The Environmental Protection Agency and Army Corps of Engineers this week announced intent to repeal and replace the Navigable Waters Protection rule. Micheal Clements shares more on what this means for farmers and ranchers.
Clements: The American Farm Bureau Federation calls the intent to rewrite the Navigable Waters Protection rule a blow to agriculture. Don Parrish, AFBF Senior Director of Regulatory Relations, says the focus of the rewrite is concerning.
Parrish: There's a little bit of confusion about exactly what EPA is proposing here but they are definitely saying that they are going to repeal and replace. They're focused on ephemeral features, and adjacent wetlands. What they're going to do is probably take a significant step back from the clarity that the Navigable Waters Protection rule provides.
Clements: Parrish says the concern is returning to burdensome and unclear regulations.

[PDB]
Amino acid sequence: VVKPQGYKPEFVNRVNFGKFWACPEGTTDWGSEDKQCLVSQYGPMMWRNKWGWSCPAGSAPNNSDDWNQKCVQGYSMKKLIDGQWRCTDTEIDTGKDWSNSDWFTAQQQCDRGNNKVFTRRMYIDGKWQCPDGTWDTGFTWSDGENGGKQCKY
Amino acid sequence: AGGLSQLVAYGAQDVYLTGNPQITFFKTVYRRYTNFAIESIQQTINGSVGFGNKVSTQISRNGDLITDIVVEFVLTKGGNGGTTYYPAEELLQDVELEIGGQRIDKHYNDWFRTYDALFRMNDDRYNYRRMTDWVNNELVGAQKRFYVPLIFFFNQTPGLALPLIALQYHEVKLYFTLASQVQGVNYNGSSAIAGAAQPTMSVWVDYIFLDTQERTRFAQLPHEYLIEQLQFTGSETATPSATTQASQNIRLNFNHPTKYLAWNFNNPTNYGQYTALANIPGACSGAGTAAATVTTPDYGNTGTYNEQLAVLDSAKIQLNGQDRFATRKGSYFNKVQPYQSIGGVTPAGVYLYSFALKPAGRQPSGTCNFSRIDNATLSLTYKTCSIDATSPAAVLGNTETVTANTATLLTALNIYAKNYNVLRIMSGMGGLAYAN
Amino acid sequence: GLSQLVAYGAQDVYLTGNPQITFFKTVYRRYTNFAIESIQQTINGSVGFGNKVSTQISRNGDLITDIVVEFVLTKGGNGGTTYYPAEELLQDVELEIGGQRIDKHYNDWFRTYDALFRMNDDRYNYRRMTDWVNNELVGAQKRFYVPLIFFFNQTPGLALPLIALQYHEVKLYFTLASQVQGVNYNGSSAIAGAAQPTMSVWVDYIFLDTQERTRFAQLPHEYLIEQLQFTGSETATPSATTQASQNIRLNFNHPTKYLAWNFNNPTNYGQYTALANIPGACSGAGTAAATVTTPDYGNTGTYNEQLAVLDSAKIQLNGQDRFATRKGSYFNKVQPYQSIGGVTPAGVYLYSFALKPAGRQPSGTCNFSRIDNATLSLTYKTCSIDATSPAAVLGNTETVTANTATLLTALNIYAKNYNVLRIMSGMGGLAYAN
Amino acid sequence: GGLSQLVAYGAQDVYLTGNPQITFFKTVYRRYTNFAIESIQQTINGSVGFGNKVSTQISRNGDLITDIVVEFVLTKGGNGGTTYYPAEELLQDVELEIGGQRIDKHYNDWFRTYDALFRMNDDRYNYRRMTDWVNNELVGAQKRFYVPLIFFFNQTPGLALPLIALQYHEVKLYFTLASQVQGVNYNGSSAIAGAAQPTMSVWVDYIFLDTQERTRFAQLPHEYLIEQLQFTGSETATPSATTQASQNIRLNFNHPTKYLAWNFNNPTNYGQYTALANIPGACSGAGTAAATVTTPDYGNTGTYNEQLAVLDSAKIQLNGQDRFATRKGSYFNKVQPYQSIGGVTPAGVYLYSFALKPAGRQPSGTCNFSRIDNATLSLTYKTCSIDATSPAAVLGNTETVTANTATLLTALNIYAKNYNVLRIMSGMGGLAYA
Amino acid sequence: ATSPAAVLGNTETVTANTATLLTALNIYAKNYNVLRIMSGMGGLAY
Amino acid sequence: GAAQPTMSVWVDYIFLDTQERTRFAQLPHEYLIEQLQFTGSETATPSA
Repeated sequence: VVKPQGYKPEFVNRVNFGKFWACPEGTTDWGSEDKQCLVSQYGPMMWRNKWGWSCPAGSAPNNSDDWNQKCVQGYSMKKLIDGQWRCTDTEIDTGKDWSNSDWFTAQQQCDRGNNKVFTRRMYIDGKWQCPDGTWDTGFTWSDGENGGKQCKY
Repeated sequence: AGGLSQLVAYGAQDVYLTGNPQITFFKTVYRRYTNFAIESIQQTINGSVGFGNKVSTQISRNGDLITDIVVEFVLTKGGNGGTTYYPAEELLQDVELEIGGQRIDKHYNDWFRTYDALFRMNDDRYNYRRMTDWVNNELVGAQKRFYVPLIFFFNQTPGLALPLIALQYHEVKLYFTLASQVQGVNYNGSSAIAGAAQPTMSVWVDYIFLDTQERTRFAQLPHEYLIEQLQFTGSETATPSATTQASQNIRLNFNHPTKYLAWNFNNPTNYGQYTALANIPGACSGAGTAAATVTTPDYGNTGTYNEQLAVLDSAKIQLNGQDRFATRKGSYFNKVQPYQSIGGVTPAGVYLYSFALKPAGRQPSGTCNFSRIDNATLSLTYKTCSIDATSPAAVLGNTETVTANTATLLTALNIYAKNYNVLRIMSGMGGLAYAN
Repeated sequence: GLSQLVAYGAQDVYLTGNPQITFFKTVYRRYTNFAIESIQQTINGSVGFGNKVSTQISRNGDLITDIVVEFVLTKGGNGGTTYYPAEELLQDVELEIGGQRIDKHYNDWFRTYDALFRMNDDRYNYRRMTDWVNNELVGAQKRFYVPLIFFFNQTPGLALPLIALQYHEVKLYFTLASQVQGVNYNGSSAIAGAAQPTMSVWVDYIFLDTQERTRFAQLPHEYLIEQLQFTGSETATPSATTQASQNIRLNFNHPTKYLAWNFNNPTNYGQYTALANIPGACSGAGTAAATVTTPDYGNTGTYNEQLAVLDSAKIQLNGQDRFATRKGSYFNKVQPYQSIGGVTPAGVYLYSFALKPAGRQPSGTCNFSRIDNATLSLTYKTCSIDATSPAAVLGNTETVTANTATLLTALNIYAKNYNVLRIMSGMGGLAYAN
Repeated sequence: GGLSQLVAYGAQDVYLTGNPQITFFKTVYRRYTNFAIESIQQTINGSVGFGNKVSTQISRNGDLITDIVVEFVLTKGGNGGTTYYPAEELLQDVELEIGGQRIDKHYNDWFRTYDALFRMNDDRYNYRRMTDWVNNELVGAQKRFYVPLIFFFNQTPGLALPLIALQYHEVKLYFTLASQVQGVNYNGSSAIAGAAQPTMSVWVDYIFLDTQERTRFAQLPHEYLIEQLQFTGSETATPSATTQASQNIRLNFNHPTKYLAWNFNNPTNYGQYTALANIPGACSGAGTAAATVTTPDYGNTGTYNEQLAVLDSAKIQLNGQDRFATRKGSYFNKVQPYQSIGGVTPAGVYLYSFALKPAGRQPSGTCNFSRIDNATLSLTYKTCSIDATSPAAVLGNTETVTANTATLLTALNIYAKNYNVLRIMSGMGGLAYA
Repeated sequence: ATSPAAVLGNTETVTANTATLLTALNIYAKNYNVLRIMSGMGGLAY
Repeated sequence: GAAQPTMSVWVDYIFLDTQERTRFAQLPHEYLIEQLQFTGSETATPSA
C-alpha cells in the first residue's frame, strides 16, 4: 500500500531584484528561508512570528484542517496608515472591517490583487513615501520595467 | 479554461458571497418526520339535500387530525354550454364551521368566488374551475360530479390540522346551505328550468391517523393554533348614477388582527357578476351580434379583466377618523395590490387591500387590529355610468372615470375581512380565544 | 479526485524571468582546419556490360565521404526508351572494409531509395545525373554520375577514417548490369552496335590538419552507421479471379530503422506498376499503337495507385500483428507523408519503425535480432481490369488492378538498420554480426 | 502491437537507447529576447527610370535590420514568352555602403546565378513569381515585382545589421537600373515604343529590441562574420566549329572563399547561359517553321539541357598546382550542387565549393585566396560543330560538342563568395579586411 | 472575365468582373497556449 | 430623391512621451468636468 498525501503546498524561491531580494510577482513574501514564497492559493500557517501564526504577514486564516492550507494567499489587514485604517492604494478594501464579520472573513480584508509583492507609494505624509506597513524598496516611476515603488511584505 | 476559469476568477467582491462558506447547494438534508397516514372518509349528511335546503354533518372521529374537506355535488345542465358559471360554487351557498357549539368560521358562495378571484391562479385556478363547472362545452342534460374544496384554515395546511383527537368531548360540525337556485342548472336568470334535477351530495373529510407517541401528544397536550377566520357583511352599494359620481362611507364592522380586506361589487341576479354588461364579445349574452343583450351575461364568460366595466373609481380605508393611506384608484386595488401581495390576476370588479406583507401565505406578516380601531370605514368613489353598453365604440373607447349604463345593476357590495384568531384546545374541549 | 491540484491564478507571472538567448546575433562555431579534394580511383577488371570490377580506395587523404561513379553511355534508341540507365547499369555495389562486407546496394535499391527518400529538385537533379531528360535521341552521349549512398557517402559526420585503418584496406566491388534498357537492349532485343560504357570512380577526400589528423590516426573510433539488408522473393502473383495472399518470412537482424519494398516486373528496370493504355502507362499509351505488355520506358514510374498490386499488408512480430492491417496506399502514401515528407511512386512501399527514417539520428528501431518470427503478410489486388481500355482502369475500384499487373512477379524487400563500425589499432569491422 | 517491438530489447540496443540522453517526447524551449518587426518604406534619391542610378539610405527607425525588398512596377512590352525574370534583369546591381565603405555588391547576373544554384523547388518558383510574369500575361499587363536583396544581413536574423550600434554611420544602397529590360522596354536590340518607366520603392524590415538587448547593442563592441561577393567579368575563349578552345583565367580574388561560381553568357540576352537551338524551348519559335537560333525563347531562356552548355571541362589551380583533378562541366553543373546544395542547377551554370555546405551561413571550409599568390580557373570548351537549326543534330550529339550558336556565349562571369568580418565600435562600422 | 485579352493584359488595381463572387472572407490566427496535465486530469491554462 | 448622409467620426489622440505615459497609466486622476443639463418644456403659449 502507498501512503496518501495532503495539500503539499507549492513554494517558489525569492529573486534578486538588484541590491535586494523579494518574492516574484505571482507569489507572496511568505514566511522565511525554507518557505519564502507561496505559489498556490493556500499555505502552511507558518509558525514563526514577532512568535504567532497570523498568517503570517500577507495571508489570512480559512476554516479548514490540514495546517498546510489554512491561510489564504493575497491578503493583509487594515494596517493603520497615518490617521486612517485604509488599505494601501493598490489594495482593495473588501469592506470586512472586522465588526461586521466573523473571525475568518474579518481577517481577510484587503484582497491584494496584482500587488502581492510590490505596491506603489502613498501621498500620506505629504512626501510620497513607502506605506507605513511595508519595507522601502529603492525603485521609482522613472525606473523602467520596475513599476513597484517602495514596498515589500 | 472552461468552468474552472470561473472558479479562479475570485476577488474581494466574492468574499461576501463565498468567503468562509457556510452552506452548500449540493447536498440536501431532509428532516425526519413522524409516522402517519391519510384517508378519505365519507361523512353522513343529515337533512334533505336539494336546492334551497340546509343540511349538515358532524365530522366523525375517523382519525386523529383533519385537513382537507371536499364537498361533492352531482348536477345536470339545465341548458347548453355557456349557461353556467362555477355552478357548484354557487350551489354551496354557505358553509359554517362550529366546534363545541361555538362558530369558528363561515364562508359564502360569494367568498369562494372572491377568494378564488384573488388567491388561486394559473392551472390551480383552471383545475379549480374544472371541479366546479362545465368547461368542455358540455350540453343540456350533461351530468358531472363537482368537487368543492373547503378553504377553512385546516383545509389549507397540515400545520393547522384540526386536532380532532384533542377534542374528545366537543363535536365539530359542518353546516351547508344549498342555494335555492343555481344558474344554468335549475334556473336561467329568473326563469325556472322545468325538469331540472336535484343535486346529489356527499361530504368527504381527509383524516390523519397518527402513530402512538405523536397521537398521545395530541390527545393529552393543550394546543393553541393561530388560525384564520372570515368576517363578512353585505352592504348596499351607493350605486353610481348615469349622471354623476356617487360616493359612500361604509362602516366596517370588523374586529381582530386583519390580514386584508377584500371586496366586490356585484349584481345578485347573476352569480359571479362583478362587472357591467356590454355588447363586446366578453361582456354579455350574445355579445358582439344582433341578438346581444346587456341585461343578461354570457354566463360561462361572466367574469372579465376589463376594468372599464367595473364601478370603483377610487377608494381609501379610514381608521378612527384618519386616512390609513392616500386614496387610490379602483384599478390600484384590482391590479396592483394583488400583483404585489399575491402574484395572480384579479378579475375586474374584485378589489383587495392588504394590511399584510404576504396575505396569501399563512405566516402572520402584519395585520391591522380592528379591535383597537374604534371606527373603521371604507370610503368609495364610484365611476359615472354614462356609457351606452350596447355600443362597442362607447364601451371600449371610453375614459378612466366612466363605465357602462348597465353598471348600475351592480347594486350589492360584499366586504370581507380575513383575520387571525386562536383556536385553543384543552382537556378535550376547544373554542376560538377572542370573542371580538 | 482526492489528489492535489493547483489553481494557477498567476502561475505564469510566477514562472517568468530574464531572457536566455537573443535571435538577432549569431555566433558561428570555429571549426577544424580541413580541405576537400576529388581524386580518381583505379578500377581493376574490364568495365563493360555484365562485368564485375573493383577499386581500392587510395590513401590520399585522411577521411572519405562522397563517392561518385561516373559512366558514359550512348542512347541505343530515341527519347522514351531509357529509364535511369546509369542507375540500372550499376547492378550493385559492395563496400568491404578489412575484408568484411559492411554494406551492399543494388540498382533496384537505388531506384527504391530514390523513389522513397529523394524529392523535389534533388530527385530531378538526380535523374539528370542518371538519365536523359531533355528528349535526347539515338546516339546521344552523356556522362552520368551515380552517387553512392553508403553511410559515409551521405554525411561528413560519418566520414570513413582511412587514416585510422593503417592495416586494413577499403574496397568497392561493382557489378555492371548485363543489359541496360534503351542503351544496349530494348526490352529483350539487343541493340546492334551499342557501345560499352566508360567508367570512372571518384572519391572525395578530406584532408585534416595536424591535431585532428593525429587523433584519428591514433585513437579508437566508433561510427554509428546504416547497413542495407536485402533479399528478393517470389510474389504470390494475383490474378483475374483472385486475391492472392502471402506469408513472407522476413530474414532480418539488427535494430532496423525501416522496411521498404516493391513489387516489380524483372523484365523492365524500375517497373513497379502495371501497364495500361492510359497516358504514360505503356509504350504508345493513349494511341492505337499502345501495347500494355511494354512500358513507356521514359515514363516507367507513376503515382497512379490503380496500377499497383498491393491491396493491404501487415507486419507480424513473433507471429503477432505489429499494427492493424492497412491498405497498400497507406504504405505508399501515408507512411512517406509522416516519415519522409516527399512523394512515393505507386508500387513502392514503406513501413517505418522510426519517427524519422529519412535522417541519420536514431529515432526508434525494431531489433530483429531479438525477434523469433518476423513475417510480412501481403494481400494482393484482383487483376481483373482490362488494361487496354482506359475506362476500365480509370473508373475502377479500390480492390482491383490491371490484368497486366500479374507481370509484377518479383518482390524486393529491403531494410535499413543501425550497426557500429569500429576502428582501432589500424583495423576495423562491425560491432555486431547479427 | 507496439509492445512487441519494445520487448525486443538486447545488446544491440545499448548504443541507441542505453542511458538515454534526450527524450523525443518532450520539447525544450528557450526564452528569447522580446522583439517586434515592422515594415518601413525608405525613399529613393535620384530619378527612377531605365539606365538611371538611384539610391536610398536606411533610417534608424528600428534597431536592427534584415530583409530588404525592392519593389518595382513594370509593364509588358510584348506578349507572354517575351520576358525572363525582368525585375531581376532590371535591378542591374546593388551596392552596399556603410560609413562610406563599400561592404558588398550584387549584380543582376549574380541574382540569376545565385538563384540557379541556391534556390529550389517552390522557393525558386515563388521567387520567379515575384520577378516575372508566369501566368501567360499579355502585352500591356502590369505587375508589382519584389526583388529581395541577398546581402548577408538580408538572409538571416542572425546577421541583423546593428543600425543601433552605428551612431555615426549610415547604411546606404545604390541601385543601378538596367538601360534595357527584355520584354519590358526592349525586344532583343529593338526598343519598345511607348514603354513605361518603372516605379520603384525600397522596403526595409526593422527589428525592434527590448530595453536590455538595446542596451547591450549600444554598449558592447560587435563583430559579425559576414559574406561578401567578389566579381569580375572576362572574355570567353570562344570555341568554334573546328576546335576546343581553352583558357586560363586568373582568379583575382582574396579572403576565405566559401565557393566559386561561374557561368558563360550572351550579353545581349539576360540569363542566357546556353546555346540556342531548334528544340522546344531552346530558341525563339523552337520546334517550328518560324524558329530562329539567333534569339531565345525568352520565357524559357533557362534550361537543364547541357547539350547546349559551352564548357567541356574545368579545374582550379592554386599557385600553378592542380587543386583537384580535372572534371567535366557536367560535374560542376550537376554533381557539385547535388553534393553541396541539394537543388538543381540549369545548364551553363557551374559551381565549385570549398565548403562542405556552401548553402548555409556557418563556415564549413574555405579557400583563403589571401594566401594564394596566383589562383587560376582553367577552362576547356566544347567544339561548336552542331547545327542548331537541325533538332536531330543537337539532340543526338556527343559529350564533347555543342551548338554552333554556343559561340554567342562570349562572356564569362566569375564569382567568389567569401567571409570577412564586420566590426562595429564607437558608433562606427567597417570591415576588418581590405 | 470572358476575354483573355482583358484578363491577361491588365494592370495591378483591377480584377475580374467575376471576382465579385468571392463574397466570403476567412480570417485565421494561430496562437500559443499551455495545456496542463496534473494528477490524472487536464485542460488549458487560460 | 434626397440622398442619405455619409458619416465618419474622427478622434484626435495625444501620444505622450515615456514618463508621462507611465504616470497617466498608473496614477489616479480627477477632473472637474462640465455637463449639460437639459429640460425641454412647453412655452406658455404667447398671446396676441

Parrish: When you start talking about ephemeral features, features that are ditches or even less than ditches, they only have water in them when it rains, all of a sudden you're really kind of glossing over the fact that you're regulating land use, as opposed to water. If that's their target, the whole issue of where water ends and land begins, there's a real question mark on the landscape, and it's going to create all kinds of issues.
Clements: Parrish adds the issue is whether the rule protects water or regulates land use.
Parrish: I don't know where this is going, but it is clearly going to be a really detailed and a really significant fight and I need farmers and ranchers to understand that this is not a fight about protecting water quality, because the Navigable Waters Protection rule does that, this is a fight over land use.
Clements: Learn more at fb.org/issues. Micheal Clements, Washington.